But his injuries are the result of bad luck -- not poor conditioning or training -- and you can tell he’s miserable about the missed time. He doesn’t have to be at training camp.
He could be rehabbing in Dallas, but he wants to be around his teammates. He’s sitting in on meetings and film sessions. He’s doing everything the other linebackers are doing except playing.
Not many other players would do that.
That’s why the preseason games will be so important to Melton, especially as an interior lineman. He must get used to players falling on his legs or banging into them.
He must get used to the game’s physicality, and he must become adept again at maintaining his balance and staying on his feet when guys around him are falling down.
When he does -- no matter how long it takes -- that’s when he’ll return to being a Pro Bowl-caliber defensive tackle.
Key Number: 71
The Cowboys gave up 71 pass plays of 20 yards or more last season. No team allowed more.
Super Bowl champion Seattle allowed 30. The 12 playoff teams yielded an average of 51.
The Cowboys have no chance to win if they don’t stop the big plays. It makes it too easy for the offense. Improved safety play will help, but the Cowboys must figure out how to rush the passer and remove quarterbacks from their comfort zone.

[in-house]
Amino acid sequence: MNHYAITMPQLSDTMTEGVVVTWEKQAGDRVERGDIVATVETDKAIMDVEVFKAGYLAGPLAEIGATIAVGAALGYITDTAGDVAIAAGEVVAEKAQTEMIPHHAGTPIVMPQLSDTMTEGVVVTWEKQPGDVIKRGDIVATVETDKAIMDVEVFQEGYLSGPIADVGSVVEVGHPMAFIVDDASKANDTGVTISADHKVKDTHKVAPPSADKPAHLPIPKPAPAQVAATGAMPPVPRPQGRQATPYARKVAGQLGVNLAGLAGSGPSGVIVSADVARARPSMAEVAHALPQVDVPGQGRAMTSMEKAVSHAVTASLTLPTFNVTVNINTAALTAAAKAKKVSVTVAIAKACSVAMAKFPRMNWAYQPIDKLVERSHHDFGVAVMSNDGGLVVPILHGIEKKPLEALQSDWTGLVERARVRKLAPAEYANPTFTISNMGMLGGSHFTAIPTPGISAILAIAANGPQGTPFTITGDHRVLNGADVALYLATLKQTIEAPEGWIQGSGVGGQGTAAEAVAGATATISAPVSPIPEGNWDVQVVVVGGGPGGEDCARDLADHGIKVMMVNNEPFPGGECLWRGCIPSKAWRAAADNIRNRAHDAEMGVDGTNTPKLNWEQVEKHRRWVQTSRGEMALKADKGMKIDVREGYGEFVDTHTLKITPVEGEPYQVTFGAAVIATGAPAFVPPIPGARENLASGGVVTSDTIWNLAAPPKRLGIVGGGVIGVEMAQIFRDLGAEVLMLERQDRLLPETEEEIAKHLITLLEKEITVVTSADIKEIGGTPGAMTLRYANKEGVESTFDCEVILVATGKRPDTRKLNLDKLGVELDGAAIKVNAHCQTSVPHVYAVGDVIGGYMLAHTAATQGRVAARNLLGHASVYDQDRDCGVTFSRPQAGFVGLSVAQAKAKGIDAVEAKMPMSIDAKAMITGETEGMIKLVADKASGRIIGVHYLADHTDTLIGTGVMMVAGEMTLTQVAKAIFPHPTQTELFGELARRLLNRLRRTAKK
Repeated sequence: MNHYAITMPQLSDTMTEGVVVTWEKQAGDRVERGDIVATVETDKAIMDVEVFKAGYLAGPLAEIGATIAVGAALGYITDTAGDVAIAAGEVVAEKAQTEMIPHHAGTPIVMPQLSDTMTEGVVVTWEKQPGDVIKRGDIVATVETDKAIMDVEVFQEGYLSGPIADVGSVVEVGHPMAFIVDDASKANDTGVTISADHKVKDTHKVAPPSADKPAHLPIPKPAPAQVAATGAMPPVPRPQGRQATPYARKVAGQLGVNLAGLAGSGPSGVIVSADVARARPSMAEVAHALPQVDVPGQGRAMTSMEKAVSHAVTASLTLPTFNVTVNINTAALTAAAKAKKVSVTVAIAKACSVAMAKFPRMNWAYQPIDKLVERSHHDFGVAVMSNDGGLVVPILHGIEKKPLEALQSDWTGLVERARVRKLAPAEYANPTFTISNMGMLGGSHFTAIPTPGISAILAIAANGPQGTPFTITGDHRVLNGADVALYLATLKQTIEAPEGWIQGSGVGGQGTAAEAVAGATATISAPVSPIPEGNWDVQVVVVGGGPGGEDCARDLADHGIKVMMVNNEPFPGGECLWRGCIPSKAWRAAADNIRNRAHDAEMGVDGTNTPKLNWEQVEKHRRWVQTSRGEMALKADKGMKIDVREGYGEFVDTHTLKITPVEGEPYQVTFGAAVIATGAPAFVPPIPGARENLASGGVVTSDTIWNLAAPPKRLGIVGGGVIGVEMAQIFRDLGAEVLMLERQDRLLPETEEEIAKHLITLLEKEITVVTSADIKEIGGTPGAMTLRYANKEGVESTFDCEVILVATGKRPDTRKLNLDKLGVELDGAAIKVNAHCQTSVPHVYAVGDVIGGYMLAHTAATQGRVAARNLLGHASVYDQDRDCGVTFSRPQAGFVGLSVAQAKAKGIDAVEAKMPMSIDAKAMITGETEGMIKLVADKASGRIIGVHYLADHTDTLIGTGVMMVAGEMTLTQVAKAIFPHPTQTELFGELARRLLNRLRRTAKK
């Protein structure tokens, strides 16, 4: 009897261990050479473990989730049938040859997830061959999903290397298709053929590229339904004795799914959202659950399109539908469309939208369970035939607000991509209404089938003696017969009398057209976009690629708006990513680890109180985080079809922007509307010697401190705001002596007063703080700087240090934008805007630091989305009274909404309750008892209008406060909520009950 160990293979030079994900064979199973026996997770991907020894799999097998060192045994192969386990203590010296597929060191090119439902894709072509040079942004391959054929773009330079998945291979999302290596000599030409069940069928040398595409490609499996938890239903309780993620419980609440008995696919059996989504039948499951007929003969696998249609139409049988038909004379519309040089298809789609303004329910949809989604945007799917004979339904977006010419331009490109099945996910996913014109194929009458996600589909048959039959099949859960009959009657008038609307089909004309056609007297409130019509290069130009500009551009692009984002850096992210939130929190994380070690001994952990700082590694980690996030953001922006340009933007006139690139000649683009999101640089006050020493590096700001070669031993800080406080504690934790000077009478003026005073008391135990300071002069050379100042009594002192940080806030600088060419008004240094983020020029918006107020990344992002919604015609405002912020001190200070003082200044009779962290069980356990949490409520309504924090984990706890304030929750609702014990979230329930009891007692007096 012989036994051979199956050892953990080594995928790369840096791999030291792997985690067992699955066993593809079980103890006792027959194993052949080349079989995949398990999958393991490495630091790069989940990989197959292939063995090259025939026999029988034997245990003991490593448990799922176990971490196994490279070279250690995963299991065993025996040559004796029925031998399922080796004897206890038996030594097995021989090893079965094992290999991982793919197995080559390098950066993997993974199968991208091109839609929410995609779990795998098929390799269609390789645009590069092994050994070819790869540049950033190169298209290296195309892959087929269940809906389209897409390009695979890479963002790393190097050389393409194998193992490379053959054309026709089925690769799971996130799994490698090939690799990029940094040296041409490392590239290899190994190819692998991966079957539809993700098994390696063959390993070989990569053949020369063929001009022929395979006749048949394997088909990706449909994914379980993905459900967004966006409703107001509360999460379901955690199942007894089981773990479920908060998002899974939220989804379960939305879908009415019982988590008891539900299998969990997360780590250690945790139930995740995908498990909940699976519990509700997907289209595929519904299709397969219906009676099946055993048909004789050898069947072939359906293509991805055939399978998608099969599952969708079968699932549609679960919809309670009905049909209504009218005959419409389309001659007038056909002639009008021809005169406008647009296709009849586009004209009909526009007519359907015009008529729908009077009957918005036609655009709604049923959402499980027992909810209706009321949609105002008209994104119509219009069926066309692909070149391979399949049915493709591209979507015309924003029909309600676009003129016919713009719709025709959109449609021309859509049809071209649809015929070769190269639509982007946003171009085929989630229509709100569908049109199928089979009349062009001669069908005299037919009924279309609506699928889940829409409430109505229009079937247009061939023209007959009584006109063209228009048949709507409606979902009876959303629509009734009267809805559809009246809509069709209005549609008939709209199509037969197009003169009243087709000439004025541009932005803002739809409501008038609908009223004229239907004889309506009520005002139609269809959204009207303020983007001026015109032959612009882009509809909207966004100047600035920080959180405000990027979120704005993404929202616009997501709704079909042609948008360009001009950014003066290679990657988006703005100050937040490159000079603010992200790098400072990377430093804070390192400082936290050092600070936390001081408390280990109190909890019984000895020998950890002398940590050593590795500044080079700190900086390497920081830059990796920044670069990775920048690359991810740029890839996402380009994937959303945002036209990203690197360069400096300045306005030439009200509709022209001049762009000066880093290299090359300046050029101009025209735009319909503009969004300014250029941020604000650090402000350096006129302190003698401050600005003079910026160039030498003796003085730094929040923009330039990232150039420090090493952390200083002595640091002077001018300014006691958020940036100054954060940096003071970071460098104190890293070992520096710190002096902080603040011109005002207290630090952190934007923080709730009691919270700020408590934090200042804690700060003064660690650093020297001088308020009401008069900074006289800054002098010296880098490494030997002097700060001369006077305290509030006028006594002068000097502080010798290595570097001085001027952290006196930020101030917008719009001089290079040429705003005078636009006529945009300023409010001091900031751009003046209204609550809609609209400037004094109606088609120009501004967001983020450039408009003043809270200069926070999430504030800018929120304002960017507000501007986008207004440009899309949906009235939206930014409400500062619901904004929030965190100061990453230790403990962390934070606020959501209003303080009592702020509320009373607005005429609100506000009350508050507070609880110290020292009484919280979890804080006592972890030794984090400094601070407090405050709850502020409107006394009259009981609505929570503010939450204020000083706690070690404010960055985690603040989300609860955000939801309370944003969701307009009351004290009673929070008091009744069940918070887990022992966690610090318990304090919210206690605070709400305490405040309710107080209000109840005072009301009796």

Player to Watch: Cole Beasley
This is the first time Cole Beasley has ever entered training camp with outside expectations.
He seems ready to meet them.
He caught 39 passes for 368 yards and two touchdowns last season. More important, he earned Tony Romo's trust.
On third down, he caught 14 of the 18 passes directed toward him for 146 yards, 11 first downs and a touchdown. When the Cowboys use Beasley in the slot on third downs along with Jason Witten at tight end, it gives Romo a pair of players with good hands who can work underneath and make first downs.
Beasley played only 247 snaps last year. Miles Austin, who had 541 snaps, is gone. Look for Beasley to gobble up a bunch of Austin’s playing time, which means he could easily catch 60 passes this season.
"Yesterday I was talking to my brother and stuff and I had a pity party, and you can't do that because it's not going to solve anything," Johnson said. But I just don't know. I've done everything I could -- stayed late, get here early, rehab it. I've done more in the month off that we had from the summer than I ever have in my life. Not as far as overworking it but as far as trying to get it ready. The conditioning test, felt fine. The first couple three days, felt good. I felt really good warming up I was like, 'You know what I'm going to give it all I had,' and ... it wasn't anything bad, but it's just frustrating knowing you can't got 100 percent and in the NFL you have to go 100 percent."